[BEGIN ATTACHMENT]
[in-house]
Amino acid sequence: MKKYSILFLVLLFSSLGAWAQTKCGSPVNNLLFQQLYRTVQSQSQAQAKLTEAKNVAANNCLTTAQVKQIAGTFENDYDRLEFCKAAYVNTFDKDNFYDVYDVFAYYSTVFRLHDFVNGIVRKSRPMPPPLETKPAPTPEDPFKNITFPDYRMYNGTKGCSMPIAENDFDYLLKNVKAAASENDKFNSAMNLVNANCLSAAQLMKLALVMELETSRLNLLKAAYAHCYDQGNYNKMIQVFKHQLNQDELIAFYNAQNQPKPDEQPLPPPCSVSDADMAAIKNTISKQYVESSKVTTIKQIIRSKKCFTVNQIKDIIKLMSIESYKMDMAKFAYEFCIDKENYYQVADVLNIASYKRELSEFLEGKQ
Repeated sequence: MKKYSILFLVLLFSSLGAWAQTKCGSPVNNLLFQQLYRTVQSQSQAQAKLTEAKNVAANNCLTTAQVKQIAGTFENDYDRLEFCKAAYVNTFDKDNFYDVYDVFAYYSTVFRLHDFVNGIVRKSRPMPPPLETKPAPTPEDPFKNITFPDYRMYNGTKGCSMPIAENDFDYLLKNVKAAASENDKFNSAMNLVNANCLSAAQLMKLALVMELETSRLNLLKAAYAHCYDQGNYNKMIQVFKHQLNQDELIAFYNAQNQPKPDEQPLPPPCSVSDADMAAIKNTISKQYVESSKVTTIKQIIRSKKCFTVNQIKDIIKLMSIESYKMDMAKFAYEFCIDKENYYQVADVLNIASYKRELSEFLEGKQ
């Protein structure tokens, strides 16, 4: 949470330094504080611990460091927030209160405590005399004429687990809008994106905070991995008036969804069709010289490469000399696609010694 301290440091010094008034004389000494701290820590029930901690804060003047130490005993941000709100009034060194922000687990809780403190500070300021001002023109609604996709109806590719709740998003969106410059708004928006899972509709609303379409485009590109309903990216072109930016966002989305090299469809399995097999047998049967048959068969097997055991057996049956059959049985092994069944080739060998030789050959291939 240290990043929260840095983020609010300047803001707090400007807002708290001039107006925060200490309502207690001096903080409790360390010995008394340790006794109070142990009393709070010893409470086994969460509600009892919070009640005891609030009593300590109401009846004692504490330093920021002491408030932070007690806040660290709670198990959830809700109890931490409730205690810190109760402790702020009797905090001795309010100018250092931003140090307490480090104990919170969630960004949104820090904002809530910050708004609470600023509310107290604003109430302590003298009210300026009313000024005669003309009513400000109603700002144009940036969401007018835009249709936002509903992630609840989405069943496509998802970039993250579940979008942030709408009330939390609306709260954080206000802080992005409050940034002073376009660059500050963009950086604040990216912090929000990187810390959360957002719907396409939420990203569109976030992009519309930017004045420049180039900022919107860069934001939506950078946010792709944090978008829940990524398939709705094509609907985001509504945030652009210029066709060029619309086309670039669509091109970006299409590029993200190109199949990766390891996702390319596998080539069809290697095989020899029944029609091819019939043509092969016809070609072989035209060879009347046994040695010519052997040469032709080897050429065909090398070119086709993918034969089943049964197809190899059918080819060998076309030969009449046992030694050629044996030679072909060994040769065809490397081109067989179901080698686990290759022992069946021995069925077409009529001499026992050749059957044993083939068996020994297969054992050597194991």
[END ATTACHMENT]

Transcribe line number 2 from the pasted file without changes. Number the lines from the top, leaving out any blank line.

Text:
Amino acid sequence: MKKYSILFLVLLFSSLGAWAQTKCGSPVNNLLFQQLYRTVQSQSQAQAKLTEAKNVAANNCLTTAQVKQIAGTFENDYDRLEFCKAAYVNTFDKDNFYDVYDVFAYYSTVFRLHDFVNGIVRKSRPMPPPLETKPAPTPEDPFKNITFPDYRMYNGTKGCSMPIAENDFDYLLKNVKAAASENDKFNSAMNLVNANCLSAAQLMKLALVMELETSRLNLLKAAYAHCYDQGNYNKMIQVFKHQLNQDELIAFYNAQNQPKPDEQPLPPPCSVSDADMAAIKNTISKQYVESSKVTTIKQIIRSKKCFTVNQIKDIIKLMSIESYKMDMAKFAYEFCIDKENYYQVADVLNIASYKRELSEFLEGKQ